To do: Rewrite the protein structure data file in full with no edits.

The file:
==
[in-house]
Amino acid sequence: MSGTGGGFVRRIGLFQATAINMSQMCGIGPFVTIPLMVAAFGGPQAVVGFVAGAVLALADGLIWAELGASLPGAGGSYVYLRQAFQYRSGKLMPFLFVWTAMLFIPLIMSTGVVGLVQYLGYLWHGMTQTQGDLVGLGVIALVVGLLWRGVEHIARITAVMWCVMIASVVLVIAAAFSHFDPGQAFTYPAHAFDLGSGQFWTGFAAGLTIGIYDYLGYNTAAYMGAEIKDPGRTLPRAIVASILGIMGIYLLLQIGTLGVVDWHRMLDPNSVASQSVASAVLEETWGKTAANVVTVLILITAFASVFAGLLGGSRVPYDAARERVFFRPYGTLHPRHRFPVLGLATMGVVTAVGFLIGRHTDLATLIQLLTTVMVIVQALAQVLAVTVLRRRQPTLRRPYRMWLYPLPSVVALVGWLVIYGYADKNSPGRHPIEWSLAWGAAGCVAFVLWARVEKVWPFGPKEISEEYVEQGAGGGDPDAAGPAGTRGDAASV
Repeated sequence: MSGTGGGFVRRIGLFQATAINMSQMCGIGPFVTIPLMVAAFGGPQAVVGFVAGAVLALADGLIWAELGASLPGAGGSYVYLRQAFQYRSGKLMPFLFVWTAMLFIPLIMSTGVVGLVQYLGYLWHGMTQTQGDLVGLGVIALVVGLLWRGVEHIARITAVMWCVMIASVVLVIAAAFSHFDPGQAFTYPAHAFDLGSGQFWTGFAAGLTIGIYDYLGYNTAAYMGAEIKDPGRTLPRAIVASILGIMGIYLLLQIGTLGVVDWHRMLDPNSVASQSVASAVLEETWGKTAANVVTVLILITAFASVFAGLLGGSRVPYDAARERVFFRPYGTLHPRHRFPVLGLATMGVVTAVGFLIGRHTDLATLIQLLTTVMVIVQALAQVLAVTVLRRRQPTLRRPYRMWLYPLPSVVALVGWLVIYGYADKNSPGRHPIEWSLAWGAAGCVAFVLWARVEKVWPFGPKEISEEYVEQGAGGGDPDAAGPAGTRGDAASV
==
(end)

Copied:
[in-house]
Amino acid sequence: MSGTGGGFVRRIGLFQATAINMSQMCGIGPFVTIPLMVAAFGGPQAVVGFVAGAVLALADGLIWAELGASLPGAGGSYVYLRQAFQYRSGKLMPFLFVWTAMLFIPLIMSTGVVGLVQYLGYLWHGMTQTQGDLVGLGVIALVVGLLWRGVEHIARITAVMWCVMIASVVLVIAAAFSHFDPGQAFTYPAHAFDLGSGQFWTGFAAGLTIGIYDYLGYNTAAYMGAEIKDPGRTLPRAIVASILGIMGIYLLLQIGTLGVVDWHRMLDPNSVASQSVASAVLEETWGKTAANVVTVLILITAFASVFAGLLGGSRVPYDAARERVFFRPYGTLHPRHRFPVLGLATMGVVTAVGFLIGRHTDLATLIQLLTTVMVIVQALAQVLAVTVLRRRQPTLRRPYRMWLYPLPSVVALVGWLVIYGYADKNSPGRHPIEWSLAWGAAGCVAFVLWARVEKVWPFGPKEISEEYVEQGAGGGDPDAAGPAGTRGDAASV
Repeated sequence: MSGTGGGFVRRIGLFQATAINMSQMCGIGPFVTIPLMVAAFGGPQAVVGFVAGAVLALADGLIWAELGASLPGAGGSYVYLRQAFQYRSGKLMPFLFVWTAMLFIPLIMSTGVVGLVQYLGYLWHGMTQTQGDLVGLGVIALVVGLLWRGVEHIARITAVMWCVMIASVVLVIAAAFSHFDPGQAFTYPAHAFDLGSGQFWTGFAAGLTIGIYDYLGYNTAAYMGAEIKDPGRTLPRAIVASILGIMGIYLLLQIGTLGVVDWHRMLDPNSVASQSVASAVLEETWGKTAANVVTVLILITAFASVFAGLLGGSRVPYDAARERVFFRPYGTLHPRHRFPVLGLATMGVVTAVGFLIGRHTDLATLIQLLTTVMVIVQALAQVLAVTVLRRRQPTLRRPYRMWLYPLPSVVALVGWLVIYGYADKNSPGRHPIEWSLAWGAAGCVAFVLWARVEKVWPFGPKEISEEYVEQGAGGGDPDAAGPAGTRGDAASV